Matches tend to be over pretty quickly when played at default settings: 2 rounds with the ‘Normal’ life bars. Almost too quickly. Over time, I preferred to play first to 3 rounds and with the life bars increased to Maximum to allow for longer rounds. This is with regard to Vs. mode of course. For single player games, you want that shit over as fast as possible because you’re going to be wanting to get through the game quickly to unlock bonus characters and costumes.

That brings me to the modes. There are only 2 modes worth a shit in my opinion, Story mode and Versus Mode. Story mode is how you earn the majority of your shit, so you probably want to play through that a few times. It’s not too bad. The rounds default to 1 round. But Versus mode is where I spend most of my time. That and Online Versus mode, which is basically the same shit. Time Attack and Survival? Fuck those. They’re only there to stretch out the game. Having to go through those modes to unlock the last few things really sucks.

Back to the online aspect… DoA4 does a great job of giving you an easy way to experience online Versus. Basically, the layout of online is like a virtual arcade. A group of 2 thru 16 people join a lobby. Register, then they join a game. People play their game. If it’s not your turn, you wait in line and watch the others play. When your turn comes up, if you win, great, you stay on and take another challenger. If you lose, back to the end of the line. Sound familiar? Yeah, it’s awesome, and it works really well.

The only bad part of playing online is that the game can lock up on you from time to time. It generally does that when you mess around with the guide button while the game is loading. It does NOT like that. It’s easy to avoid, but it’s a bug that shouldn’t be there nonetheless. Oh, well.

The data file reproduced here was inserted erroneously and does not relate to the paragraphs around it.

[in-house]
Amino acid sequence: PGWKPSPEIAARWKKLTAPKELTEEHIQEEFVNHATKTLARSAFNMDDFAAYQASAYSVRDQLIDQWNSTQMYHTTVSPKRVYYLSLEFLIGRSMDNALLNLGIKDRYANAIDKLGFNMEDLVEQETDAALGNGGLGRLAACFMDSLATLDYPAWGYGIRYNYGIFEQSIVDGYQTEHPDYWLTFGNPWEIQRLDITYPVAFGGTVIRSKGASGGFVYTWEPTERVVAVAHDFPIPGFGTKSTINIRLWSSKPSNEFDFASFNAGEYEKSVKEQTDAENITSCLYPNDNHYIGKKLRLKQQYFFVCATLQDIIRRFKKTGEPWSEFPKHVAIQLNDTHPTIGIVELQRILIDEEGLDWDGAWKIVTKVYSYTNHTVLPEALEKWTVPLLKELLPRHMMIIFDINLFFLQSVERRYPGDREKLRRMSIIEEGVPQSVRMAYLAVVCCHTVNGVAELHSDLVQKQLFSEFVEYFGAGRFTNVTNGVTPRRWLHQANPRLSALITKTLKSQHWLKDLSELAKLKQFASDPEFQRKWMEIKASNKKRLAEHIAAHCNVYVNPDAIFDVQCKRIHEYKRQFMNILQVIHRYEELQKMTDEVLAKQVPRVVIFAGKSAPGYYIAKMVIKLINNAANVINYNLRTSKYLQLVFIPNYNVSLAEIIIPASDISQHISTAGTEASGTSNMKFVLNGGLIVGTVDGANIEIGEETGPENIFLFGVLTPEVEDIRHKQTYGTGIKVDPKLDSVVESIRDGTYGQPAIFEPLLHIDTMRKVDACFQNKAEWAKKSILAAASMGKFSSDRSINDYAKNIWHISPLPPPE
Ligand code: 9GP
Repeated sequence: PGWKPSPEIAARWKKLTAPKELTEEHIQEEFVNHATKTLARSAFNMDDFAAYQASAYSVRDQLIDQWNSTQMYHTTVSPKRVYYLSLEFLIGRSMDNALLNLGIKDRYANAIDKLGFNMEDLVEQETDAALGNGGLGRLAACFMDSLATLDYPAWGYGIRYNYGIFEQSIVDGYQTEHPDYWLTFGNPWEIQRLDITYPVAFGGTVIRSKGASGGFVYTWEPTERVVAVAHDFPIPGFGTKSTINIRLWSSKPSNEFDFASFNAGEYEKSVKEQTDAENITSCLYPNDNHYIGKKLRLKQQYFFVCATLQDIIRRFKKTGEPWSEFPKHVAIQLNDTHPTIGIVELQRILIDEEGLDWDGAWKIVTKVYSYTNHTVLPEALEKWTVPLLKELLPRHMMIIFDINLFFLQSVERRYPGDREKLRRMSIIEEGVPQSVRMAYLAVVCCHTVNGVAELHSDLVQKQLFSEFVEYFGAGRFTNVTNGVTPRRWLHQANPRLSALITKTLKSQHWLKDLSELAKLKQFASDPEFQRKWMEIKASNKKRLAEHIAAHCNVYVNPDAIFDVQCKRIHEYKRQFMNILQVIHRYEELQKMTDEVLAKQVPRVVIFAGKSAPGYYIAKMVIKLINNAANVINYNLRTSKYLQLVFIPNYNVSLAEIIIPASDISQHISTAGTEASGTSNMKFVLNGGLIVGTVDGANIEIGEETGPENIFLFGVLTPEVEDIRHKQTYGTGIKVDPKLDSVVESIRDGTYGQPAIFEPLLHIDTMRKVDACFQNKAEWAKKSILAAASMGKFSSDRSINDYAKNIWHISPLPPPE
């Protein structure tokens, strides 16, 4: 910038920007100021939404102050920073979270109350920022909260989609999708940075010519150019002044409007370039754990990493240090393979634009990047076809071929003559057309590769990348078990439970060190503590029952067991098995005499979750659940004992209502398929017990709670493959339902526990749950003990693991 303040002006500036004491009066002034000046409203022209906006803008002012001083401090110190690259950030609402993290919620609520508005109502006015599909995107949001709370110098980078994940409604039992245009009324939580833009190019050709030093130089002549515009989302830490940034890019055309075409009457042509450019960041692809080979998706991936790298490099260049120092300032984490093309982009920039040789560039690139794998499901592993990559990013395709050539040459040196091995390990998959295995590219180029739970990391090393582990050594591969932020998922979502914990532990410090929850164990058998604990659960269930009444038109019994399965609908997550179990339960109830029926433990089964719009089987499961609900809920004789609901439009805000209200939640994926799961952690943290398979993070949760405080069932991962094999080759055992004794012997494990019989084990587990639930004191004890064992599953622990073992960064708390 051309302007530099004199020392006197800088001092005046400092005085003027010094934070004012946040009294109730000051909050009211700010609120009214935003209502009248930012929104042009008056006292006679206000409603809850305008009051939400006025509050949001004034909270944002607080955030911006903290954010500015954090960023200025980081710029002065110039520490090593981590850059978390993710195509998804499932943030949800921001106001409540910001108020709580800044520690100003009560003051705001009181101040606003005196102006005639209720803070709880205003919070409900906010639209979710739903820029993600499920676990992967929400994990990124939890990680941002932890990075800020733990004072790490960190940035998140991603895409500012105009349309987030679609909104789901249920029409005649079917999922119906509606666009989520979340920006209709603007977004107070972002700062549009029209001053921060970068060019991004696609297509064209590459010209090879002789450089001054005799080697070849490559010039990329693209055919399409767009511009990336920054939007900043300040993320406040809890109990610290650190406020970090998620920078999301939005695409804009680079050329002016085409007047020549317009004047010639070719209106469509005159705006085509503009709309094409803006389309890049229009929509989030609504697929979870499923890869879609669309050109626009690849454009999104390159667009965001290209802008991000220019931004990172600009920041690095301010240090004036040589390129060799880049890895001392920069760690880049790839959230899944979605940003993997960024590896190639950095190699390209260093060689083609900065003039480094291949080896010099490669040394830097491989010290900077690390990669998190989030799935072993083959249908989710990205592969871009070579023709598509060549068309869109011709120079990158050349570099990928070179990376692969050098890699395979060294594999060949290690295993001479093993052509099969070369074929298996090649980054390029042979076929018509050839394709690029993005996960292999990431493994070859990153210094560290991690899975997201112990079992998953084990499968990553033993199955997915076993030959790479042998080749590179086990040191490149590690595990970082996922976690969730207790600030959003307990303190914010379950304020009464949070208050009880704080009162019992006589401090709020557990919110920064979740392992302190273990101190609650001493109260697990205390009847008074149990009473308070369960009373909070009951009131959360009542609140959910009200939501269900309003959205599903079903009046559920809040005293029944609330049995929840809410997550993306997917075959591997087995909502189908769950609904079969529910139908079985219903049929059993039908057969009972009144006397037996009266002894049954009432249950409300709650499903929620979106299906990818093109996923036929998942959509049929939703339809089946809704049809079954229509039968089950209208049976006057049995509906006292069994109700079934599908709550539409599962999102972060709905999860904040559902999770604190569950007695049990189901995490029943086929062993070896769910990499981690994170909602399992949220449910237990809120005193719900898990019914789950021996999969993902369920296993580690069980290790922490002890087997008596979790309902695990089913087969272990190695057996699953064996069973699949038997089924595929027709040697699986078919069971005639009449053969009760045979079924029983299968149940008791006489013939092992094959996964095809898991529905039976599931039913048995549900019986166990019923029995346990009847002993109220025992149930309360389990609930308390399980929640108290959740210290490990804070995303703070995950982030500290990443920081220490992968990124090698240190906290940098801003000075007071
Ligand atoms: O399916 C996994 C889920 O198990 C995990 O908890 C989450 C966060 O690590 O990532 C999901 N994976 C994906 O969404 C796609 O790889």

What else do you wanna hear? About the Spartan? She sucks. Slow and predictable. The online lag? That just depends on your connection to the other guy. Sometimes good, sometimes bad, but almost always playable. About the special DoA4 joystick? Yes, I have it and it rocks. I can’t wait to use it to play SF2 over Xbox Live Arcade. ;)

In summary, if you like how 3D fighting games play, in particular the DoA games, you’ll love the gameplay. There really isn’t a competition with regard to fighting games… soo… there you go.

Sound – 8.0

All I know is that Itagaki seems to have a hard on for Aerosmith. Why do they keep licensing Aerosmith for DoA games? WHY? Blech. Well, besides the Aerosmith, the rest of the songs aren’t bad, but they are easily forgettable. The punches and kicks and groans and grunts sound about right. The voice acting is a bit lame, however, not because it’s bad, but because it’s all in Japanese. I mean, the Americans, the Chinese, the French and German… all speak perfect Japanese. All except the Spartan. The lady who does the voice of the Spartan seemed to be the only non-Japanese name in all the credits. ;) It just doesn’t seem right that Bass speaks perfect Japanese.

Value – 9.1

If you like fighting games, you’ll play DoA4 a shitload. You can find it at some places for $49.99, but mostly it’s $59.99. Either way, if you want a fighting game, you’re gonna have to pay it. The value totally depends on how much Versus fighting you do and whether you play online. Overall, for me, it’s a great value.

Overall – 8.7

One last time: this is the only fighting game for the Xbox 360. If you liked older DoAs or even Tekken or some other bullshit, get it. End of story.


Penalty on offense. Illegal Block to the back!

That's a hardcore game of pattycake!

You were warned! No counting cards!!

Mmmmmmmm... boobies.

1 comment:

r4i said...

some notable standouts including the Las Vegas street level and the level based on a Japanese peach tree garden.